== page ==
In May 2015, mining executive Julie Shuttleworth had to deal with two major developments in her life. She had just started as general manager of Fortescue Metals Group’s Solomon mine when she found she was pregnant with her first child.
In May 2015, mining executive Julie Shuttleworth had to deal with two major developments in her life.
She had just started as general manager of Fortescue Metals Group’s Solomon mine – the biggest mine in the company’s expansive Pilbara operations – when she found she was pregnant with her first child.
While the arrival of two such significant pieces of news in a short period may overwhelm some, the energetic Ms Shuttleworth, who was a 40under40 award winner in 2013, was undaunted.
“I worked through the whole pregnancy, mostly up at site, but I had to stop flying at eight months,” Ms Shuttleworth told Business News during a media visit to Solomon.
“I worked in the Perth office for a month, stopped work and a day later Jett was born.
“I don’t know how many woman have done fly-in, fly-out, eight months pregnant, running a mine as a general manager, it’s probably a unique experience.”
Ms Shuttleworth, now aged 42, had eight months off work before returning last month.
She said the combination of Fifo work and parenting was only possible because of the support she received from Fortescue, which has multiple programs to help women, and from her husband and a child carer.
“I have a very supportive husband who works from home and looks after Jett while I’m up here; it’s a good setup that works for us,” Ms Shuttleworth said.
“As a career oriented woman, I could have gone through life without having a family, and I’m just so grateful that I didn’t miss out on that opportunity, that’s the most fantastic thing, that I’ve got a family now and a great career.”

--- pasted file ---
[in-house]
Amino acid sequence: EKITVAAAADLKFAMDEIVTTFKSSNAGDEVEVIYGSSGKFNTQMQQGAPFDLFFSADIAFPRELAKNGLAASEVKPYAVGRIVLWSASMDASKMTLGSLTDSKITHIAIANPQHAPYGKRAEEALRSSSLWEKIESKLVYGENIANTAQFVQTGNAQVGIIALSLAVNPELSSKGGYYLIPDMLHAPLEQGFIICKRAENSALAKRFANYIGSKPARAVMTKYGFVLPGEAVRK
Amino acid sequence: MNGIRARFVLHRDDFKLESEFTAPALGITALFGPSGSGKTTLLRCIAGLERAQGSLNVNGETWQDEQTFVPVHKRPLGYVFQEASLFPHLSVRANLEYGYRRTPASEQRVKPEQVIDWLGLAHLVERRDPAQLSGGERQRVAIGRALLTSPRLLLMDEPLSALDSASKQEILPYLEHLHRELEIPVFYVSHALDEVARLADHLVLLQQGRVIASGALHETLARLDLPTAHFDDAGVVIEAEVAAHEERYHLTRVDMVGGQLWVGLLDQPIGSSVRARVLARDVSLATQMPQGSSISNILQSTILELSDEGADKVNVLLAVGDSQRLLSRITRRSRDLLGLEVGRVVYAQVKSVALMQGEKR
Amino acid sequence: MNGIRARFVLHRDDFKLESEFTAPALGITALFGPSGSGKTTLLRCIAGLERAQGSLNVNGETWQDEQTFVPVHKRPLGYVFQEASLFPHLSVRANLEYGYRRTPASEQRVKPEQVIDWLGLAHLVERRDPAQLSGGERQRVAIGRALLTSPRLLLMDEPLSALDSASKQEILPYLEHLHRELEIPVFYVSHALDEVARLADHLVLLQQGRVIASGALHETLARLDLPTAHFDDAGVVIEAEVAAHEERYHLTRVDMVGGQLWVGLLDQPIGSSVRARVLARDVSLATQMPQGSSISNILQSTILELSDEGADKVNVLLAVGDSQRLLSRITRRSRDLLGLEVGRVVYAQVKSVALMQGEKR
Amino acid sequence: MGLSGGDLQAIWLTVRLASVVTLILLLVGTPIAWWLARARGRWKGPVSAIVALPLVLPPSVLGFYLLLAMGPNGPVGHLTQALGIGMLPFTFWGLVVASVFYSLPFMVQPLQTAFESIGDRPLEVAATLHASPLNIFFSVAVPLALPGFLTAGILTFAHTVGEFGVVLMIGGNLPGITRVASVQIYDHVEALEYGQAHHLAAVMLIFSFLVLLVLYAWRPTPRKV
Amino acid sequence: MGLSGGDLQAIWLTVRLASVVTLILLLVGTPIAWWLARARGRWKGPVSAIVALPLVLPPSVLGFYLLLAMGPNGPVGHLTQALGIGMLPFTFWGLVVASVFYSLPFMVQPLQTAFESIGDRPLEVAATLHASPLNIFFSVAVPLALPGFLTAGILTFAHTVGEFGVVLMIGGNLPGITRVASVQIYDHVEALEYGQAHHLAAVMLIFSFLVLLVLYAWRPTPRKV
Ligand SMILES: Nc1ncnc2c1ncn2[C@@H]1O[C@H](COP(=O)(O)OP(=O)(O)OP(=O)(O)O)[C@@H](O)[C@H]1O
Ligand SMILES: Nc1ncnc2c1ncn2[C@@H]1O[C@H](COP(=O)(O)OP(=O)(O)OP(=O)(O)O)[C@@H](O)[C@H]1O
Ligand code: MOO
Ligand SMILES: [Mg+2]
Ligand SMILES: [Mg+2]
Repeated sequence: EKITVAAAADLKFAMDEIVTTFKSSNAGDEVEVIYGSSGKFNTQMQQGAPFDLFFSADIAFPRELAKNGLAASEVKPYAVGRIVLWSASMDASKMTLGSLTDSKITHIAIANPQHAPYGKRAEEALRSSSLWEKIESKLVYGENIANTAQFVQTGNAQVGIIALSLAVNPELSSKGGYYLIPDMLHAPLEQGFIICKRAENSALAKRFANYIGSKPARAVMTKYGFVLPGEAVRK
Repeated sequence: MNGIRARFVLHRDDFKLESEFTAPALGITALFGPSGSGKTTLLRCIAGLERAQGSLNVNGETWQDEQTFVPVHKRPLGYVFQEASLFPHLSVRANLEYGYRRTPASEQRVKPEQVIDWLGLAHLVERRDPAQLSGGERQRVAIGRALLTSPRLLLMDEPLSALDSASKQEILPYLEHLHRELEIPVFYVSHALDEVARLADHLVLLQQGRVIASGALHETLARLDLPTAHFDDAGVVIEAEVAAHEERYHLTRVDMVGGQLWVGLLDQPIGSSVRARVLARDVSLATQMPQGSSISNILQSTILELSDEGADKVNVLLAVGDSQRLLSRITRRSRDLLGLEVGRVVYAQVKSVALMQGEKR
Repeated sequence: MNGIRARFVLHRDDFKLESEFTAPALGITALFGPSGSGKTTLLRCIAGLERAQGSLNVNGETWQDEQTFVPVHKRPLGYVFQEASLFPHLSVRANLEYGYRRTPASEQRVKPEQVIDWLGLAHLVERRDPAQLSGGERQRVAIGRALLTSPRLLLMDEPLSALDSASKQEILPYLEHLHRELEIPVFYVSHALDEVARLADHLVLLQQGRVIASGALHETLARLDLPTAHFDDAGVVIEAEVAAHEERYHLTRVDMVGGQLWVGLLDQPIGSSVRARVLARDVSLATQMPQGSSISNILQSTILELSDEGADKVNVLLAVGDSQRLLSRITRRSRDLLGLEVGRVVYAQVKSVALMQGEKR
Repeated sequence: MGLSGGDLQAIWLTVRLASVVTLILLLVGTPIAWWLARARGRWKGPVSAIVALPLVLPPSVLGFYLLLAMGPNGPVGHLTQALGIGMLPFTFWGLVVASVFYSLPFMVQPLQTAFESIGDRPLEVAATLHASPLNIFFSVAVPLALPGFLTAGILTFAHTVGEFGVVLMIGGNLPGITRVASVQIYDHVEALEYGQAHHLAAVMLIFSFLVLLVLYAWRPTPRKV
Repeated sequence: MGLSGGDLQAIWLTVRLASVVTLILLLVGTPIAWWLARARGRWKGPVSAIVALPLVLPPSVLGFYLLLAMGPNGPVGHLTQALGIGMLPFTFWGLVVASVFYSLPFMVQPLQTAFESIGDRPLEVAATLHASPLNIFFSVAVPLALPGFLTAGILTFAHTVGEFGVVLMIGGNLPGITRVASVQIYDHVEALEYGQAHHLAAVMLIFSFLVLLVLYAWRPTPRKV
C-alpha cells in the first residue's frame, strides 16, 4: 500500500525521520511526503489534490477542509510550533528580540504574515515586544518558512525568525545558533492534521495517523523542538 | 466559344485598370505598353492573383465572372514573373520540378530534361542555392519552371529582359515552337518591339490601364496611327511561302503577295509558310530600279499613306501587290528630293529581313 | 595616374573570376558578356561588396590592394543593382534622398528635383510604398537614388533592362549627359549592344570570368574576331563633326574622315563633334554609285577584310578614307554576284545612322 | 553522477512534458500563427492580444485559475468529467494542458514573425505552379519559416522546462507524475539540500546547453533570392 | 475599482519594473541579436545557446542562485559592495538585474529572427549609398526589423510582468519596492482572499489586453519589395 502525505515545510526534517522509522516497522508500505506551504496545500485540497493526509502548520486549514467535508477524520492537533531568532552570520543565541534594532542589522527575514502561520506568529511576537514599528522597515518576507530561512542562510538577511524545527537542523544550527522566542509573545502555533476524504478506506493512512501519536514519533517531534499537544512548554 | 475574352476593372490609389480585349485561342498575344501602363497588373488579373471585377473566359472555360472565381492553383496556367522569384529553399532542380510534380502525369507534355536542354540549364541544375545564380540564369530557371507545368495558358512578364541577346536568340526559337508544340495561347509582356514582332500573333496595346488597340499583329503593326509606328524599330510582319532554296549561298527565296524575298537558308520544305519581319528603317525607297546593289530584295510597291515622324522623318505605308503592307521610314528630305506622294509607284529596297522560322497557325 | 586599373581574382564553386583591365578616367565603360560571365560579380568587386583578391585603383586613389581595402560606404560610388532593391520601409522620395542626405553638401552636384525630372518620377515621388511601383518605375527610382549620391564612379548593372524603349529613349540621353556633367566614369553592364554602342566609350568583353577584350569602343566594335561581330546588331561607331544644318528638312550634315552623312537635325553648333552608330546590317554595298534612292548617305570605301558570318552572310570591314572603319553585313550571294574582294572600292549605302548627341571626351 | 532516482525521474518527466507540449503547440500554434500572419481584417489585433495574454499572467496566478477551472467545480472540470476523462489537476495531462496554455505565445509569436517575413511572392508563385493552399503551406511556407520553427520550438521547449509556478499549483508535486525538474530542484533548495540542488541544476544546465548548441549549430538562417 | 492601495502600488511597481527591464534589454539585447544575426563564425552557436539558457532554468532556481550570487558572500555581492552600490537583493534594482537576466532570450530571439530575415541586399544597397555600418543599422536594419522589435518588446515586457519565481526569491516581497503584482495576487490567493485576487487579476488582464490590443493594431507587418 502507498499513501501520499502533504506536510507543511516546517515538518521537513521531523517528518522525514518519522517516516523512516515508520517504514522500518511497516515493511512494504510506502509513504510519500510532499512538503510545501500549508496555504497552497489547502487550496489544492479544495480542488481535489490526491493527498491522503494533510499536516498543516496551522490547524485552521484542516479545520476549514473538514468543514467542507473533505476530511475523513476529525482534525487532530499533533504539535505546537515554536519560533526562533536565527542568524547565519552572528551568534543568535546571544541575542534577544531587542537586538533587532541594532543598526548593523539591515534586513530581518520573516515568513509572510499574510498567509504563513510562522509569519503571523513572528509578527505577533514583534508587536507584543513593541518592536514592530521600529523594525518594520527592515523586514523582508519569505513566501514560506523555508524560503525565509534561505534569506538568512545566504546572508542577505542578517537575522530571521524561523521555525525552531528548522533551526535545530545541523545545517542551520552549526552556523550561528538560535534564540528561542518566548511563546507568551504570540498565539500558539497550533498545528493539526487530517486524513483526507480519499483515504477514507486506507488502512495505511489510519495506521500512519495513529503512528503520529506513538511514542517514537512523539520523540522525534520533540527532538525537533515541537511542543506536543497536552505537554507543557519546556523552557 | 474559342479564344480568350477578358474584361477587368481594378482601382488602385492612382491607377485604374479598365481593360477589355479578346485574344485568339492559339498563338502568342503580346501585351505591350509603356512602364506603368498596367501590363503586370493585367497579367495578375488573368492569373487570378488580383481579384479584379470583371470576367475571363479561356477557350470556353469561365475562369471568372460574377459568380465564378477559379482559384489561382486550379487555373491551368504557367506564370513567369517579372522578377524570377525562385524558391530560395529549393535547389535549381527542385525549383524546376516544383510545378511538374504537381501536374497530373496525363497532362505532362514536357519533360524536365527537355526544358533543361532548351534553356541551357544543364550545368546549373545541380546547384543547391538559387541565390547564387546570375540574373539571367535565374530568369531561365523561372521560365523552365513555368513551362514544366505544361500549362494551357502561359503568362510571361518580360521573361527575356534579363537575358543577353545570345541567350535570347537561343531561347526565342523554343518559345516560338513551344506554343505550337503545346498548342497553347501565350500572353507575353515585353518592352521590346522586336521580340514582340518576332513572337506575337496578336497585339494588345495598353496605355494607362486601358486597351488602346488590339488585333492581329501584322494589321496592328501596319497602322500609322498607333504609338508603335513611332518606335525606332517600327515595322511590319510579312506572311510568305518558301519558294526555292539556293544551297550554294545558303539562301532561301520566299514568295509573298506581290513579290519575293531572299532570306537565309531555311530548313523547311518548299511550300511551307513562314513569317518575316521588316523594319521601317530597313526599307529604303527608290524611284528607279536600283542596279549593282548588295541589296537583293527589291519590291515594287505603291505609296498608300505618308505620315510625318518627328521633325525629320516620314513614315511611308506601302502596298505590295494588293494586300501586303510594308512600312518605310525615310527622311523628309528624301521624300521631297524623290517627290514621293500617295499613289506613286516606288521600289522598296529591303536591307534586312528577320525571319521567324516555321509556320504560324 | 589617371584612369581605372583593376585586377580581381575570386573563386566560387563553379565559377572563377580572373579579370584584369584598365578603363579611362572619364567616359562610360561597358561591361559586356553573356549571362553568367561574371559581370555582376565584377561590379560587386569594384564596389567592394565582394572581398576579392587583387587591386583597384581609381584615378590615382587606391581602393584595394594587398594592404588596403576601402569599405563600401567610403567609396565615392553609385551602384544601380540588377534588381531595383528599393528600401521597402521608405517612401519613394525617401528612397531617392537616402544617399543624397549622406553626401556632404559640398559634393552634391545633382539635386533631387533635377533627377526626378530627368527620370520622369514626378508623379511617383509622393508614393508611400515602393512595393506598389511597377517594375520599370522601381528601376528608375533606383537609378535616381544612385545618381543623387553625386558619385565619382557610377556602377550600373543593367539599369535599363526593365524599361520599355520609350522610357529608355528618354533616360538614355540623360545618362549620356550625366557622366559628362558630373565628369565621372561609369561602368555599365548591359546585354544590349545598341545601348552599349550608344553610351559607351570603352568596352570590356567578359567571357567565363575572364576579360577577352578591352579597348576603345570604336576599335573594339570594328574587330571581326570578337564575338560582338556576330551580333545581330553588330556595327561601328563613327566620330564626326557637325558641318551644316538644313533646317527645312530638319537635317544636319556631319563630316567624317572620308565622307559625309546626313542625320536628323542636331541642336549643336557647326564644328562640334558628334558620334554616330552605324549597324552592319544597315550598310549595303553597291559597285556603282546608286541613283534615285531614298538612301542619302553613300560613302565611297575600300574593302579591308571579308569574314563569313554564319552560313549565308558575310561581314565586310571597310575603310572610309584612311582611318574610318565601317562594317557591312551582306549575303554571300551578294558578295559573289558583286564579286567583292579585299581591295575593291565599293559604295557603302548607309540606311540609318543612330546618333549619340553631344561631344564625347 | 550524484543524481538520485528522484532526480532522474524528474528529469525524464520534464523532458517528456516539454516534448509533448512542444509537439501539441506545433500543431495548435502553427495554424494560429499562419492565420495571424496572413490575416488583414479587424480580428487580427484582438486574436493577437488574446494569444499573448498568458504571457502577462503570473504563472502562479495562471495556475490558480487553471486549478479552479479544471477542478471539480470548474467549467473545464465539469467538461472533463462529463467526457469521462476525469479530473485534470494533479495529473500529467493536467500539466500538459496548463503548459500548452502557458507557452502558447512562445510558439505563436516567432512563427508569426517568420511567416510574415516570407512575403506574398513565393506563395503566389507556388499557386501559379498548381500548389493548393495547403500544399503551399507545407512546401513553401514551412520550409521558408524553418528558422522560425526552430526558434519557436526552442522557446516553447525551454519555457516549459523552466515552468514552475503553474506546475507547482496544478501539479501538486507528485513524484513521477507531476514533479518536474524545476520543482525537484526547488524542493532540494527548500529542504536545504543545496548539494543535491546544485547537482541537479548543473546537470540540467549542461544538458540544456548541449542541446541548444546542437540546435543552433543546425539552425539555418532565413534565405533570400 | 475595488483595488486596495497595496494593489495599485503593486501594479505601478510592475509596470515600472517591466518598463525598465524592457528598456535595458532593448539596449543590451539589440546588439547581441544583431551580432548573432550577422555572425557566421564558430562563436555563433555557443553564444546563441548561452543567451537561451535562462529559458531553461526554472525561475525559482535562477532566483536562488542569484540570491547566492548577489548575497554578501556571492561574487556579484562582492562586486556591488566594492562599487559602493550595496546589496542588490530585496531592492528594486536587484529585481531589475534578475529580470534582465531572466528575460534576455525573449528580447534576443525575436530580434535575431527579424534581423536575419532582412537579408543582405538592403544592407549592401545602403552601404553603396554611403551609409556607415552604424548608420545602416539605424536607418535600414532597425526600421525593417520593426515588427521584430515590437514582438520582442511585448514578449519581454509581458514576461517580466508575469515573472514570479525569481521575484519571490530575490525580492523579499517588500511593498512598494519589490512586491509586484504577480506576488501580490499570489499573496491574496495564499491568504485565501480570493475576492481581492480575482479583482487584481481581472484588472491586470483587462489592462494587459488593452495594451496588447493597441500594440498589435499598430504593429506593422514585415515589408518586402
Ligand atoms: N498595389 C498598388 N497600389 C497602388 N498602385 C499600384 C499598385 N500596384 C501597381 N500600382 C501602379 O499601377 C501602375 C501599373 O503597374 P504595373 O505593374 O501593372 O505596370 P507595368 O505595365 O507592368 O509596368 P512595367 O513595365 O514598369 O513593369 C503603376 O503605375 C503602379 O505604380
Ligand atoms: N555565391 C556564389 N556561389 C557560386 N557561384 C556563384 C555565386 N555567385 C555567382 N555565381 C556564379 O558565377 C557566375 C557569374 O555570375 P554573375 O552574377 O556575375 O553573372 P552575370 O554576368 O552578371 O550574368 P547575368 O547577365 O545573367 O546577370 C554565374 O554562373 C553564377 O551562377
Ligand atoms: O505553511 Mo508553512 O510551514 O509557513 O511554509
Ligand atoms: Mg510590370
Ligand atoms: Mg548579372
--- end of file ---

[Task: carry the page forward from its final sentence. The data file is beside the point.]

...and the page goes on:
Apart from an 18-month stint in Perth, Ms Shuttleworth said she had always worked Fifo, including long rosters such as nine weeks on, four weeks off.
Her current roster is more family friendly.
“A typical working week for me is getting up at 3.30 on a Monday morning and going to the airport, and flying up to Solomon,” she said.
“I do four days a week at Solomon, 12 hours per day in the workplace, returning to Perth Thursday evening, and then generally I have three days off.
“However sometimes that Friday is in the Perth office.”
Remarkably, Ms Shuttleworth and her husband have continued their love of travel and outdoor activities.
“Jett got his passport when he was six weeks old, and he’s been swimming, paddle boarding, boating, fishing and hiking all over the place,” she said.
“I definitely intend to continue my lifestyle, having fun, and Jett will be completely involved in that.
“That’s a big thing Brett and I agreed, that we would continue that love of travel and all those recreational activities we enjoy.”
Reflecting on her career to date, which included being a process plant manager at the age of 30 and a general manager responsible for 2,000 people at the age of 35, Ms Shuttleworth said it had been a relatively smooth ride.